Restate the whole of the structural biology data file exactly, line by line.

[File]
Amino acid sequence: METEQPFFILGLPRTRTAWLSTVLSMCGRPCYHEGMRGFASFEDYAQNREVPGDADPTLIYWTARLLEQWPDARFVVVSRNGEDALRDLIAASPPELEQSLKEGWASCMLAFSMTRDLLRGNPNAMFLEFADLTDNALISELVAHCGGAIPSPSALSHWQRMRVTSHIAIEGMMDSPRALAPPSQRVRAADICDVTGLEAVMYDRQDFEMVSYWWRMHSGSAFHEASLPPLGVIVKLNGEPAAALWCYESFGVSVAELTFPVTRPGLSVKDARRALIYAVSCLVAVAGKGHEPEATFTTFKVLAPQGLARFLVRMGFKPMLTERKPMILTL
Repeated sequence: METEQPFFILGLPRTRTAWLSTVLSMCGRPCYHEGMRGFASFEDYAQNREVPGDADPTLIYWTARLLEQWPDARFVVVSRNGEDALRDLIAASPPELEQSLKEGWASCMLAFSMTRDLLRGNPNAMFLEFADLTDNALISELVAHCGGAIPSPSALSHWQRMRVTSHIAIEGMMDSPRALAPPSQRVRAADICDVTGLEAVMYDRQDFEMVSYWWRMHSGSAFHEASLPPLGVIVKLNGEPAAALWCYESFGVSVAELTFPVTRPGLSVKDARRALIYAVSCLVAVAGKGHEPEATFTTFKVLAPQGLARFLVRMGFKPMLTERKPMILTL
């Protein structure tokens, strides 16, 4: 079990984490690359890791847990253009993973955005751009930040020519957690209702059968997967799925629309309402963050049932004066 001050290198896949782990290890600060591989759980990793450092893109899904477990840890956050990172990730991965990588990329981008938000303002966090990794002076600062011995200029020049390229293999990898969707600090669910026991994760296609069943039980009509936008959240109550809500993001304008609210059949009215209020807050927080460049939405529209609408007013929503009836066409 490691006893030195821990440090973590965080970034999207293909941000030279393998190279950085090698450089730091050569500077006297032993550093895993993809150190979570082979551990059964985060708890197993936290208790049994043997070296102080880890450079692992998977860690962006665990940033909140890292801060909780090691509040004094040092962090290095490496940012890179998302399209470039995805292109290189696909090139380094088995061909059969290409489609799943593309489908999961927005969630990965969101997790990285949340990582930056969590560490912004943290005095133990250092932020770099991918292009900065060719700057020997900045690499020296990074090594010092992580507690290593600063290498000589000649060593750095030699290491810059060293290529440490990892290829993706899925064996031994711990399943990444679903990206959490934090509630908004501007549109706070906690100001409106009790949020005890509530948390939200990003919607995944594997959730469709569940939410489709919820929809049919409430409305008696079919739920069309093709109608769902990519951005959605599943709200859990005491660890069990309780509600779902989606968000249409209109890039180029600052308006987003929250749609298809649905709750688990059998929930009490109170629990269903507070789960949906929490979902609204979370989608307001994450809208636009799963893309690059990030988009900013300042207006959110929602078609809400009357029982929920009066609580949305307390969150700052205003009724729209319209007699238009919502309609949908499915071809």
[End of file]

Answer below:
Amino acid sequence: METEQPFFILGLPRTRTAWLSTVLSMCGRPCYHEGMRGFASFEDYAQNREVPGDADPTLIYWTARLLEQWPDARFVVVSRNGEDALRDLIAASPPELEQSLKEGWASCMLAFSMTRDLLRGNPNAMFLEFADLTDNALISELVAHCGGAIPSPSALSHWQRMRVTSHIAIEGMMDSPRALAPPSQRVRAADICDVTGLEAVMYDRQDFEMVSYWWRMHSGSAFHEASLPPLGVIVKLNGEPAAALWCYESFGVSVAELTFPVTRPGLSVKDARRALIYAVSCLVAVAGKGHEPEATFTTFKVLAPQGLARFLVRMGFKPMLTERKPMILTL
Repeated sequence: METEQPFFILGLPRTRTAWLSTVLSMCGRPCYHEGMRGFASFEDYAQNREVPGDADPTLIYWTARLLEQWPDARFVVVSRNGEDALRDLIAASPPELEQSLKEGWASCMLAFSMTRDLLRGNPNAMFLEFADLTDNALISELVAHCGGAIPSPSALSHWQRMRVTSHIAIEGMMDSPRALAPPSQRVRAADICDVTGLEAVMYDRQDFEMVSYWWRMHSGSAFHEASLPPLGVIVKLNGEPAAALWCYESFGVSVAELTFPVTRPGLSVKDARRALIYAVSCLVAVAGKGHEPEATFTTFKVLAPQGLARFLVRMGFKPMLTERKPMILTL
């Protein structure tokens, strides 16, 4: 079990984490690359890791847990253009993973955005751009930040020519957690209702059968997967799925629309309402963050049932004066 001050290198896949782990290890600060591989759980990793450092893109899904477990840890956050990172990730991965990588990329981008938000303002966090990794002076600062011995200029020049390229293999990898969707600090669910026991994760296609069943039980009509936008959240109550809500993001304008609210059949009215209020807050927080460049939405529209609408007013929503009836066409 490691006893030195821990440090973590965080970034999207293909941000030279393998190279950085090698450089730091050569500077006297032993550093895993993809150190979570082979551990059964985060708890197993936290208790049994043997070296102080880890450079692992998977860690962006665990940033909140890292801060909780090691509040004094040092962090290095490496940012890179998302399209470039995805292109290189696909090139380094088995061909059969290409489609799943593309489908999961927005969630990965969101997790990285949340990582930056969590560490912004943290005095133990250092932020770099991918292009900065060719700057020997900045690499020296990074090594010092992580507690290593600063290498000589000649060593750095030699290491810059060293290529440490990892290829993706899925064996031994711990399943990444679903990206959490934090509630908004501007549109706070906690100001409106009790949020005890509530948390939200990003919607995944594997959730469709569940939410489709919820929809049919409430409305008696079919739920069309093709109608769902990519951005959605599943709200859990005491660890069990309780509600779902989606968000249409209109890039180029600052308006987003929250749609298809649905709750688990059998929930009490109170629990269903507070789960949906929490979902609204979370989608307001994450809208636009799963893309690059990030988009900013300042207006959110929602078609809400009357029982929920009066609580949305307390969150700052205003009724729209319209007699238009919502309609949908499915071809």